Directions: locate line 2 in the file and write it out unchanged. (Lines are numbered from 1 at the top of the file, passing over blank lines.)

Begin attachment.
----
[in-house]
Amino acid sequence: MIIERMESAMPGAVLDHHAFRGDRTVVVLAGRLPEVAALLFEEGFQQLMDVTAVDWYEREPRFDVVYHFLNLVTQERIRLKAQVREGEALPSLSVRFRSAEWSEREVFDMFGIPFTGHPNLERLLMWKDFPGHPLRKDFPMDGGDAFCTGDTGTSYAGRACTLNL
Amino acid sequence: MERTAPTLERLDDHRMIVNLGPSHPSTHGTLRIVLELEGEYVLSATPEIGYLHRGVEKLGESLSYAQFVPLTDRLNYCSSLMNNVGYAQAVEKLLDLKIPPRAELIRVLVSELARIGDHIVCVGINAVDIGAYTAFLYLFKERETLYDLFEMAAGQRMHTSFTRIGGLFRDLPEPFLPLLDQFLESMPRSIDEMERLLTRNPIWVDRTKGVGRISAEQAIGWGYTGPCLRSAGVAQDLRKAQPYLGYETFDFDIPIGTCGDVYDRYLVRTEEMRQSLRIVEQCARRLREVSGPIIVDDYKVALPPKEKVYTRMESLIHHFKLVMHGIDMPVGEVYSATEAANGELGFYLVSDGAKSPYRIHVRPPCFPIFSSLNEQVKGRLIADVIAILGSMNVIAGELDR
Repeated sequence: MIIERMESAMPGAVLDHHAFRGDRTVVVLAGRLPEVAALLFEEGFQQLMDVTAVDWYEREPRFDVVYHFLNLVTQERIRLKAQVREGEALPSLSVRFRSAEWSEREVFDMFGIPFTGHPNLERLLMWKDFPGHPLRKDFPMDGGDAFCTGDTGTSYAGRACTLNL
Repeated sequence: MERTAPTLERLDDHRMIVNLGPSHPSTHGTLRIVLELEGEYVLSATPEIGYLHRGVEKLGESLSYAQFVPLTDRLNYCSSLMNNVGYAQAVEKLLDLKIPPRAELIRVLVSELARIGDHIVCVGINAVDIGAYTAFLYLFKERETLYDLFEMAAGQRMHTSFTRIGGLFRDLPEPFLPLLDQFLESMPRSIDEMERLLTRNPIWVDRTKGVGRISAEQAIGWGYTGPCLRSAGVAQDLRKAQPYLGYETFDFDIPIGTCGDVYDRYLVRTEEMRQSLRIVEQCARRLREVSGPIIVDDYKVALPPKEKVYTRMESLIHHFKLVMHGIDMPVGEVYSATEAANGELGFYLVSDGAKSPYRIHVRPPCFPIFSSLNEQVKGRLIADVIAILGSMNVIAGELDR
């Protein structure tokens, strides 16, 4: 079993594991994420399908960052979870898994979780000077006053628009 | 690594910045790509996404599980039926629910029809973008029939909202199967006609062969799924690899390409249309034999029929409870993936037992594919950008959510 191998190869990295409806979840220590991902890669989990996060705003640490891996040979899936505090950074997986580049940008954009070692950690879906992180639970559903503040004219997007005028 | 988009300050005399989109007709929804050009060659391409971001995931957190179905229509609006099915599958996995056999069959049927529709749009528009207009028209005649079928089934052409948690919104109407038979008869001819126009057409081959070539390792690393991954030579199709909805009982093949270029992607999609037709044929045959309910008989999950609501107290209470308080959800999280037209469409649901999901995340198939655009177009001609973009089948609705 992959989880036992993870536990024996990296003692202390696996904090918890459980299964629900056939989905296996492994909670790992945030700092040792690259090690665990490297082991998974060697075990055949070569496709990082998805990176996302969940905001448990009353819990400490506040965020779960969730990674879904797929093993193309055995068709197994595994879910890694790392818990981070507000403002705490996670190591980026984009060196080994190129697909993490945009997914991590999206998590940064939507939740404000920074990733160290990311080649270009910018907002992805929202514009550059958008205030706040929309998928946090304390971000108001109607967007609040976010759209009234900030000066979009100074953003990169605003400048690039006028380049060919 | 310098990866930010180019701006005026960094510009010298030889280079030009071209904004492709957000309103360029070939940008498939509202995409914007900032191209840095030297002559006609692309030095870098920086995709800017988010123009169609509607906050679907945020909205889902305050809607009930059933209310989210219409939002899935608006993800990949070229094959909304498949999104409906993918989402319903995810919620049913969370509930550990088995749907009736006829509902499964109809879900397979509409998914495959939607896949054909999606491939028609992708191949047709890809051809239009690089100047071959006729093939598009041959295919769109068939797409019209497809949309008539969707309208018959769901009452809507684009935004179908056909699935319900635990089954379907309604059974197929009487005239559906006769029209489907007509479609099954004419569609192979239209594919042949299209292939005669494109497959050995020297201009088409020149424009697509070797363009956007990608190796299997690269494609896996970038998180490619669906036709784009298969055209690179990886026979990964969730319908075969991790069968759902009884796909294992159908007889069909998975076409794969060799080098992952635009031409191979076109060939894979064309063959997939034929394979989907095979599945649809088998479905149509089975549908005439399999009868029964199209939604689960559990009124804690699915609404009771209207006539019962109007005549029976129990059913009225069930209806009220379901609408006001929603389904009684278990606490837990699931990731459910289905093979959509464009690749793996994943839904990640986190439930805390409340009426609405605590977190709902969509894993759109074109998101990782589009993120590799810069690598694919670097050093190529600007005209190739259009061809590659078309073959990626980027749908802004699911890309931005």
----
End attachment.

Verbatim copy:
Amino acid sequence: MIIERMESAMPGAVLDHHAFRGDRTVVVLAGRLPEVAALLFEEGFQQLMDVTAVDWYEREPRFDVVYHFLNLVTQERIRLKAQVREGEALPSLSVRFRSAEWSEREVFDMFGIPFTGHPNLERLLMWKDFPGHPLRKDFPMDGGDAFCTGDTGTSYAGRACTLNL